EU regulator: mRNA coronavirus vaccines possibly linked to heart swelling

EU regulator: mRNA coronavirus vaccines possibly linked to
heart swelling 1

The mRNA vaccines from BioNTech/Pfizer and Moderna are possibly linked to rare cases of heart inflammation, according to analysis of 321 cases post-vaccination released Friday by the European Medicines Agency.

Myocarditis and pericarditis are inflammatory conditions of the heart, with symptoms including breathlessness, palpitations and chest pain.

The safety committee PRAC analyzed 145 cases of myocarditis and 138 cases of pericarditis after the BioNTech/Pfizer vaccine. For Moderna’s jab, PRAC analyzed 19 cases of each condition.

By the end of May, around 177 million doses of the BioNTech/Pfizer vaccine and 20 million doses of Moderna’s had been given in the European Economic Area.

PRAC recommended updating the product information to include this side effect and raise awareness among health care staff and vaccine recipients.

The committee also recommended restricting the Johnson & Johnson vaccine marketing authorization so that people with a history of capillary leak syndrome don’t receive it. It advised adding a side effect warning for the serious condition, in which fluid leaks from small blood vessels causing swelling, low blood pressure, blood thickening and low blood albumin levels.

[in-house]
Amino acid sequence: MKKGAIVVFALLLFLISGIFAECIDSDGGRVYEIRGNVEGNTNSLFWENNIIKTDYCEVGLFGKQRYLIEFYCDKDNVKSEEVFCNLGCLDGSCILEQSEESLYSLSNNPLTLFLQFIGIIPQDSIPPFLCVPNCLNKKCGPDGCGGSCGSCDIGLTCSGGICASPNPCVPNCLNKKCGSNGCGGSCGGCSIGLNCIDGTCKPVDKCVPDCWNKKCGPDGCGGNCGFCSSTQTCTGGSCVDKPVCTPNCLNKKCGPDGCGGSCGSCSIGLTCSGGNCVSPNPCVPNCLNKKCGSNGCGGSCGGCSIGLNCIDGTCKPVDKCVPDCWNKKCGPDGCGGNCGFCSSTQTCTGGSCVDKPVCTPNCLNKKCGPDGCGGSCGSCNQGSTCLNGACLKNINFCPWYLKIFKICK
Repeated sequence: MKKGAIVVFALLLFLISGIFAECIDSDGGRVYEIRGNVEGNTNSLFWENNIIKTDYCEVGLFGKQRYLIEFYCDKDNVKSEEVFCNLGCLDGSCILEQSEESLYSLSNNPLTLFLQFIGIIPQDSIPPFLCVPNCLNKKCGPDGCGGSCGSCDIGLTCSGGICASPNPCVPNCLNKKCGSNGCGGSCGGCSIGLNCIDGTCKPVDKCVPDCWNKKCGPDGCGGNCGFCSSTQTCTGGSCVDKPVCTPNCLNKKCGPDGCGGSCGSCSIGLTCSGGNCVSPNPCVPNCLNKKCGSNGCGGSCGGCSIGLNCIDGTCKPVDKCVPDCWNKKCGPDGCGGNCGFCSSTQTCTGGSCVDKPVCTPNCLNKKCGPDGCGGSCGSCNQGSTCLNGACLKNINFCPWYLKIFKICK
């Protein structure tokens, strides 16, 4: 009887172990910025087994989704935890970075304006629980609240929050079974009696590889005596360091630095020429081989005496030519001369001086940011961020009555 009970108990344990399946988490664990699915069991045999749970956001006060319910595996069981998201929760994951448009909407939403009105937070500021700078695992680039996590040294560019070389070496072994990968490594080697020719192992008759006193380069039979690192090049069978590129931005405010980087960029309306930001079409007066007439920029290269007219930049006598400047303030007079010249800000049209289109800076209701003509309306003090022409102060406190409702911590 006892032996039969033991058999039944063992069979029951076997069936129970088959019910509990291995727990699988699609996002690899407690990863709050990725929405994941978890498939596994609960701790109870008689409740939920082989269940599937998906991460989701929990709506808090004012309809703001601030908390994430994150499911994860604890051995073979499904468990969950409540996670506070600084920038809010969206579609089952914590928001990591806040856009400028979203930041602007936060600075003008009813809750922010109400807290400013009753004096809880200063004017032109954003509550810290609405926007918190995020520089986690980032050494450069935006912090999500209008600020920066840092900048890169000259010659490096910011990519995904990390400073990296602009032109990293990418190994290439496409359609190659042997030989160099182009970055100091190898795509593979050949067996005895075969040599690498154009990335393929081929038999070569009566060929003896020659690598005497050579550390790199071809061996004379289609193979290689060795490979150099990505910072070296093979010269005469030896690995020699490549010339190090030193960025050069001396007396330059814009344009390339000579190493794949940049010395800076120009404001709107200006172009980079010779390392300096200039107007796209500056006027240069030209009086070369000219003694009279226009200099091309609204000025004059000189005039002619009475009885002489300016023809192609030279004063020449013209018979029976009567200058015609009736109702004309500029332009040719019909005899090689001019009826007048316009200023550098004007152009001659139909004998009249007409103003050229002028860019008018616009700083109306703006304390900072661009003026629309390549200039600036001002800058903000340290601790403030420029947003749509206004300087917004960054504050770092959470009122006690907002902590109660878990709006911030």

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Three of such cases have been reported to the EMA, one in a person with prior history of the syndrome, following the Johnson & Johnson jab. All cases occurred within two days of vaccination; two of the three died. As of June 21, 18 million doses of the single-shot vaccine have been administered worldwide.

Finally, PRAC advised that the product information for the Oxford/AstraZeneca vaccine include a warning to raise awareness of cases of Guillain-Barre syndrome (GBS) that might have been reported following vaccination.

The syndrome causes nerve inflammation and can result in pain, numbness, muscle weakness and difficulty walking.

Currently, available data “neither confirms nor rules out a possible association with the vaccine,” PRAC said. But given the seriousness of GBS, it advised warning people of cases.

This article is part of POLITICO’s premium policy service: Pro Health Care. From drug pricing, EMA, vaccines, pharma and more, our specialized journalists keep you on top of the topics driving the health care policy agenda. Email [email protected] for a complimentary trial.

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